Two recent polls of the Australian public make two things quite clear: the Australian people have little trust in their federal politicians, and they want a federal anticorruption agency to investigate misuse of public office. This is perhaps not surprising given the string of scandals that have come to light in the past few years (see, for example, here, here, and here). And ordinary citizens are not alone: a survey of government workers found that thousands believed they had witnessed acts of corrupt behavior, particularly cronyism and nepotism. And a group of 34 former Australian Judges, including a former Chief Justice of the High Court, have published an open letter to Prime Minister Scott Morrison stating that Australian trust in federal politics is at an all-time low due to perceptions of corruption, and that a federal anticorruption agency is the necessary response.
It is therefore unsurprising that the proposed creation of a federal anticorruption agency has emerged as a salient issue in the upcoming federal elections, to be held on May 18 (one week from tomorrow). The Morrison government initially dismissed the idea, but in December 2018 changed its tune and announced that, if the Liberal Party (Morrison’s party) wins the election, the government would create a Commonwealth Integrity Commission with two separate divisions: a law enforcement integrity division and a public sector integrity division. The former would have the power to investigate police officers and other law enforcement personnel, while the latter would have the power to investigate politicians.
Unfortunately, while a federal anticorruption agency is an idea whose time has come, the Morrison government’s proposal suffers from four key shortcomings:
- First, the proposed agency would only be able to investigate corruption upon a referral from the Australian Federal Police or from the head of another federal agency, meaning that the federal watchdog would lack genuine autonomy. It is difficult to see why Australians would perceive federal politicians as any less corrupt if the new agency brought in to allay their concerns conducted investigation largely at the behest of those same politicians. To be effective, a federal anticorruption agency should have the independence to follow its own nose—and to respond directly to anonymous tips, something that has proven important for Australia’s existing state-level anticorruption commissions (see here, for example).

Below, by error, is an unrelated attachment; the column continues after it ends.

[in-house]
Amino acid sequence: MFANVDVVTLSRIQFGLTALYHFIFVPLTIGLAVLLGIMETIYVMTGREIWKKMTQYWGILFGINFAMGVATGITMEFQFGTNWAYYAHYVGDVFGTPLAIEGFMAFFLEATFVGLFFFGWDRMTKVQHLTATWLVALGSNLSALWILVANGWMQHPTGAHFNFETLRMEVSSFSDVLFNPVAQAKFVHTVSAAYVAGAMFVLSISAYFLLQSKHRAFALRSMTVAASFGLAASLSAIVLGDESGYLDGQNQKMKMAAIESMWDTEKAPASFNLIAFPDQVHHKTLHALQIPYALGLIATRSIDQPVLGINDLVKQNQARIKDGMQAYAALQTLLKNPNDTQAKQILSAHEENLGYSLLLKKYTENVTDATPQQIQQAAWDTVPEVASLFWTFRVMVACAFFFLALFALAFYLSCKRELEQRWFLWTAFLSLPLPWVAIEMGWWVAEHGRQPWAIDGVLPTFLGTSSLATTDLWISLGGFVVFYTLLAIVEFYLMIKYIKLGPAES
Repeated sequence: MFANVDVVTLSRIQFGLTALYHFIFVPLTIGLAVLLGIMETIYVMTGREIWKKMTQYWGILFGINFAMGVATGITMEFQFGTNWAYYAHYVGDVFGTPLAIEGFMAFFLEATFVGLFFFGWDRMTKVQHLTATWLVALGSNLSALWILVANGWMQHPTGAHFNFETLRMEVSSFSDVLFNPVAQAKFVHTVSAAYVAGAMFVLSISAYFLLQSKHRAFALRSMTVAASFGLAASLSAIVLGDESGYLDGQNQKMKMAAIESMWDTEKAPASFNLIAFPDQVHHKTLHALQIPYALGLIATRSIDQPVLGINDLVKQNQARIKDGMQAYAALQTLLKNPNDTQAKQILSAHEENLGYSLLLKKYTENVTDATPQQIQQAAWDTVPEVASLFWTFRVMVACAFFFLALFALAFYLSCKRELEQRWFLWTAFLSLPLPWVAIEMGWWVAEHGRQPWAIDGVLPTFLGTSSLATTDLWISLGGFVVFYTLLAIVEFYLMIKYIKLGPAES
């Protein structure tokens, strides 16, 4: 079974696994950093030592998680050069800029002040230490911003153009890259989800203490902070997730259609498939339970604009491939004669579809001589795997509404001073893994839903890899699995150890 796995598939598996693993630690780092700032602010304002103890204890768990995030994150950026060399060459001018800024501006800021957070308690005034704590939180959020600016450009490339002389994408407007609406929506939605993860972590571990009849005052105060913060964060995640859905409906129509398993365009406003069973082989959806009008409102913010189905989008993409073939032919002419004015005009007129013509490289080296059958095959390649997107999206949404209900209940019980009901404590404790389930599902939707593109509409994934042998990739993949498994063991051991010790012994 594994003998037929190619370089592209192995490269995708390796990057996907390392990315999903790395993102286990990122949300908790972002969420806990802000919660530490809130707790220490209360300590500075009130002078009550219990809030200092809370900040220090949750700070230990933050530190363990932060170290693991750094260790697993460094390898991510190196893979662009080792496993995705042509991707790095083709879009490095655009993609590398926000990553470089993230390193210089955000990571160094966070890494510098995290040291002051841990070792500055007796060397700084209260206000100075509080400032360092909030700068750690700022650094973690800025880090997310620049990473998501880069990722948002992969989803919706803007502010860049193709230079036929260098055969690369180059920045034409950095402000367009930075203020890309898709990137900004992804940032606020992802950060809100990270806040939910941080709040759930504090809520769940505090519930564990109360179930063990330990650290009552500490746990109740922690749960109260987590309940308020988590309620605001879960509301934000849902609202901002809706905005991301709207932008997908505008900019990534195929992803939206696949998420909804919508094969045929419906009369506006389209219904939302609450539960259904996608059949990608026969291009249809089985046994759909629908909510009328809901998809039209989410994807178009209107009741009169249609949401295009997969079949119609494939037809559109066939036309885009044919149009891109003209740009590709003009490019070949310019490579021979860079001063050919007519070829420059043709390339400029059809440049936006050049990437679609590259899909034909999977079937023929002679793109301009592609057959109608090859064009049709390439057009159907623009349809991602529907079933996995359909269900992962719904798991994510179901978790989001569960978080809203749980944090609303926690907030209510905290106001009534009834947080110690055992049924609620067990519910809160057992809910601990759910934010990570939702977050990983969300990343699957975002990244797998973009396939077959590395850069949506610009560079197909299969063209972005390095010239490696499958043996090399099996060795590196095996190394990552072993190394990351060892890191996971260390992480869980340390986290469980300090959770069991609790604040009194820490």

- Second, and relatedly, the proposed agency would only be able to commence an investigation when it has “reasonable suspicion” of a criminal offence relating to corruption. But as prominent critics have pointed out, at the state level successful prosecutions had their genesis in anonymous phone calls or similar leads that would not by themselves have satisfied the “reasonable suspicion of a crime” standard. The decision to commence an investigation should be left to the agency’s discretion, so that it could investigate sufficiently serious allegations even if the initial lead is not particularly strong.
- Third, the proposed agency would operate largely in secret. It would not be able to hold public hearings into allegations of corruption or publicize any findings. Former Victorian Court of Appeal Justice Stephen Charles was particularly critical of this, noting that the ability to operate in public would be necessary to make citizens understand the nature of corruption and the harm that it does to society.
- Fourth, the proposed agency’s jurisdiction is limited to investigating criminal offenses. Yet much of what upsets Australian citizens, and undermines their confidence in the integrity of their federal government, would likely be classified as “influence peddling” rather than actual (criminal) misfeasance in office. For example, “revolving door” practices –where former federal politicians or their staff assume executive, lobbying, or consultancy roles in corporations or other institutions with interests affected by government decisions—are widespread in Australia, raising significant concerns about conflicts of interest. (For examples, see here, here and here.) Addressing the relationship between federal politics and special interest groups is the key to restoring public confidence in federal politicians. This could be achieved by introducing legislation alongside the new anticorruption agency that strengthens Australia’s lackluster lobbying laws by restricting the ability of politicians to assume post-politics roles with particular entities. Any new federal anticorruption agency ought to have the authority to address these issues, in addition to violations of the criminal law.
It is an exciting time for those with an interest in Australian anticorruption efforts, especially since both major parties have promised to introduce a federal anticorruption agency if elected. But the Morrison government’s current proposal falls well short of what is needed. Indeed, David Ipp (a former Justice of the New South Wales Supreme Court of Appeal and former commissioner of the New South Wales state anticorruption agency) has aptly described the proposed federal agency as the “kind of integrity commission that you would have when you don’t want to have an integrity commission.” I am hopeful that the Morrison Government’s proposed agency will serve as a blueprint only, and that whichever party is elected will make the improvements that are so desperately needed. However, like many Australians, I will remain skeptical until I have reason not to be.